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Here’s what we know about the allegations against Shohei Ohtani’s interpreter, Ippei Mizuhara

 The Associated Press  |    Mar 27th, 2024 6:03am EDT

LOS ANGELES (AP) — Only a week has passed since the Los Angeles Dodgers abruptly fired Ippei Mizuhara, the translator and constant companion of their new $700 million slugger, Shohei Ohtani.

But the biggest story of baseball’s spring is still murky — and shocking — as the regular season begins in earnest Thursday.

The scandal encompasses gambling, alleged theft, extensive deceit and the breakup of an enduring partnership between the majors’ biggest star and his right-hand man. Investigations are being undertaken by the IRS and Major League Baseball, and Ohtani publicly laid out a version of events Monday that placed the responsibility entirely on Mizuhara.

Here are the basics as Ohtani and the Dodgers prepare for their home opener against St. Louis on Thursday:


Ohtani claims his close friend repeatedly took money from his accounts to fund his illegal sports gambling habit. Ohtani also says he was completely unaware of the “massive theft,” as his lawyers termed it, until Mizuhara confessed to him and the Dodgers last week in South Korea, where the team opened its regular season against the San Diego Padres.

Mizuhara has given more than one version of his path to this trouble, which was catalyzed by the IRS’ investigation of Mathew Bowyer, an alleged illegal bookmaker. Mizuhara has consistently said he has a gambling addiction, and he abused his close friendship with the Dodgers’ superstar to feed it.


That’s the biggest question to be answered in Major League Baseball’s investigation, and the two-time AL MVP emphatically says he has never gambled on sports or asked anybody to bet on sports for him.

Further, Ohtani said Monday he has never knowingly paid a bookie to cover somebody else’s bets. Mizuhara also said Ohtani does not bet, and Bowyer’s attorney said the same.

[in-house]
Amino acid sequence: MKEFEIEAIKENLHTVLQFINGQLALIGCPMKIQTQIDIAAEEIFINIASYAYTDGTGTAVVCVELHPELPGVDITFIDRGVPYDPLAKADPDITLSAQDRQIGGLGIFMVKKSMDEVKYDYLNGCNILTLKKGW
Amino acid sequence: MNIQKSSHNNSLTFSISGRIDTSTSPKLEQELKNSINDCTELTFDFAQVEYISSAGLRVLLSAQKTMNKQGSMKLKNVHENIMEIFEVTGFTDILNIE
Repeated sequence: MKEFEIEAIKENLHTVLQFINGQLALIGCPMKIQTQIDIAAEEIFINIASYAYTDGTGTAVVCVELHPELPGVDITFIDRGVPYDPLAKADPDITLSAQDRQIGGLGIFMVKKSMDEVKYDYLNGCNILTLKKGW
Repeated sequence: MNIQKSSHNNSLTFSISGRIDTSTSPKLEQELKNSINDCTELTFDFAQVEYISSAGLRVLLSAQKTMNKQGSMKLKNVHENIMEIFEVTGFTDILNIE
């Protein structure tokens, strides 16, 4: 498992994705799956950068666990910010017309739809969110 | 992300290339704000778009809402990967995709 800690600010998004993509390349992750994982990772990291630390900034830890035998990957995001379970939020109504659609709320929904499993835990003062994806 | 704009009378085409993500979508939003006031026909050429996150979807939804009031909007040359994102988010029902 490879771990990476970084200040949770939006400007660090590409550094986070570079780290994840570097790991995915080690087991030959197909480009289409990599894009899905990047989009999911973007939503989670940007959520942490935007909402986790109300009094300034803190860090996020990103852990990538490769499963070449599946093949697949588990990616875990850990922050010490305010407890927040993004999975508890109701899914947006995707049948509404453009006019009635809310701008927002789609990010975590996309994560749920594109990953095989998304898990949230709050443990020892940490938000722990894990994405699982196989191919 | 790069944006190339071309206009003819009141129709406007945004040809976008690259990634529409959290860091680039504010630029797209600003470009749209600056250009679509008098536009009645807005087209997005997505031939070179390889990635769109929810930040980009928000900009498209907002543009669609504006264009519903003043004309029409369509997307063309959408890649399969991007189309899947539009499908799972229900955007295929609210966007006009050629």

Mizuhara told ESPN on March 19 that Ohtani paid his gambling debts at the interpreter’s request, saying the bets were on international soccer, the NBA, the NFL and college football. If that were true, Ohtani could face trouble even if he didn’t make the bets himself — but ESPN said Mizuhara dramatically changed his story the following day, claiming Ohtani had no knowledge of the gambling debts and had not transferred any money to bookmakers.

MLB rules prohibit players and team employees from wagering — even legally — on baseball. They also ban betting on other sports with illegal or offshore bookmakers.


Ohtani has played in every Dodgers game since the story broke, and is expected to be their designated hitter in most regular-season games this season while baseball’s investigation continues.

Ohtani says his legal team has alerted authorities to the theft by Mizuhara, although his team has repeatedly declined to say which authorities have been told, according to ESPN.

Ohtani’s new interpreter is Will Ireton, a longtime Dodgers employee and fluent Japanese speaker who has filled several jobs with the team in everything from game preparation and analytics to recruiting free-agent pitches. But Ireton won’t be Ohtani’s constant companion, and manager Dave Roberts said Tuesday he’s optimistic that Ohtani will become closer to his teammates without the “buffer” provided for years by Mizuhara.


MLB’s investigation of Ohtani’s role in the events could last weeks or months, and it’s unlikely to be publicized until it’s complete. No one outside of Ohtani’s inner circle knows what it will find or how serious any repercussions could be, and nobody outside the circle is making informed speculation about the process.

One major question looms: How did Mizuhara have enough access to Ohtani’s bank accounts to get the alleged millions without Ohtani knowing? Is the slugger overly trusting, or is he wildly negligent in managing his vast fortune, which includes years of lavish endorsement deals in addition to his baseball salaries? Why didn’t the team around him, including his agent, do more to prevent the possibility of the theft he claims?

Finally, where is Mizuhara? Anybody who knows isn’t saying. He was fired in South Korea and apparently didn’t travel home with the Dodgers. Japanese media have visited his home in Southern California to look for him. Although born in Japan, Mizuhara’s life is in the U.S. — but his life will never be the same.


AP MLB: https://apnews.com/MLB

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The Associated Press